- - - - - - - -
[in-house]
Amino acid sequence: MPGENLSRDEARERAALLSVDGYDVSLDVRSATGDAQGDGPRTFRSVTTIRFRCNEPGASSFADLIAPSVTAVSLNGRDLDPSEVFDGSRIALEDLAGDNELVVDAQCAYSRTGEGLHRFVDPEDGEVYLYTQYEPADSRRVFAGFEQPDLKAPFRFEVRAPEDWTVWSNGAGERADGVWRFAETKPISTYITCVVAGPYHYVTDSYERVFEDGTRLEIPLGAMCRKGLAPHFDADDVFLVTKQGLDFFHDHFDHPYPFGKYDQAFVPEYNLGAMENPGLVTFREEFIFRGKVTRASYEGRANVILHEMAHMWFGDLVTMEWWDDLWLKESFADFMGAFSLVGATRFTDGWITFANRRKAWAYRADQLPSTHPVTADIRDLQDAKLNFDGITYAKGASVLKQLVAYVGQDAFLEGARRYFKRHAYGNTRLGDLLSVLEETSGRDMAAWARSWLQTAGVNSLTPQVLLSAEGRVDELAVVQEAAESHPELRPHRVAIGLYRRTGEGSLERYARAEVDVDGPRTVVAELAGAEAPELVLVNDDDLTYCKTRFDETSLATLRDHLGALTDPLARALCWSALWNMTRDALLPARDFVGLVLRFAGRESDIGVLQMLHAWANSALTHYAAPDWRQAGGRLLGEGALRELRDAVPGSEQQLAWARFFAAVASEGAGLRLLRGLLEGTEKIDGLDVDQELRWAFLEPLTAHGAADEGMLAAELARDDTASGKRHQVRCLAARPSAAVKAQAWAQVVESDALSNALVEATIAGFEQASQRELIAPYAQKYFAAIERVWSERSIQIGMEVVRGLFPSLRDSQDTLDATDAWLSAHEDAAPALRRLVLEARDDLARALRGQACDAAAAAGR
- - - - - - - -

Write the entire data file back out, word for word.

[in-house]
Amino acid sequence: MPGENLSRDEARERAALLSVDGYDVSLDVRSATGDAQGDGPRTFRSVTTIRFRCNEPGASSFADLIAPSVTAVSLNGRDLDPSEVFDGSRIALEDLAGDNELVVDAQCAYSRTGEGLHRFVDPEDGEVYLYTQYEPADSRRVFAGFEQPDLKAPFRFEVRAPEDWTVWSNGAGERADGVWRFAETKPISTYITCVVAGPYHYVTDSYERVFEDGTRLEIPLGAMCRKGLAPHFDADDVFLVTKQGLDFFHDHFDHPYPFGKYDQAFVPEYNLGAMENPGLVTFREEFIFRGKVTRASYEGRANVILHEMAHMWFGDLVTMEWWDDLWLKESFADFMGAFSLVGATRFTDGWITFANRRKAWAYRADQLPSTHPVTADIRDLQDAKLNFDGITYAKGASVLKQLVAYVGQDAFLEGARRYFKRHAYGNTRLGDLLSVLEETSGRDMAAWARSWLQTAGVNSLTPQVLLSAEGRVDELAVVQEAAESHPELRPHRVAIGLYRRTGEGSLERYARAEVDVDGPRTVVAELAGAEAPELVLVNDDDLTYCKTRFDETSLATLRDHLGALTDPLARALCWSALWNMTRDALLPARDFVGLVLRFAGRESDIGVLQMLHAWANSALTHYAAPDWRQAGGRLLGEGALRELRDAVPGSEQQLAWARFFAAVASEGAGLRLLRGLLEGTEKIDGLDVDQELRWAFLEPLTAHGAADEGMLAAELARDDTASGKRHQVRCLAARPSAAVKAQAWAQVVESDALSNALVEATIAGFEQASQRELIAPYAQKYFAAIERVWSERSIQIGMEVVRGLFPSLRDSQDTLDATDAWLSAHEDAAPALRRLVLEARDDLARALRGQACDAAAAAGR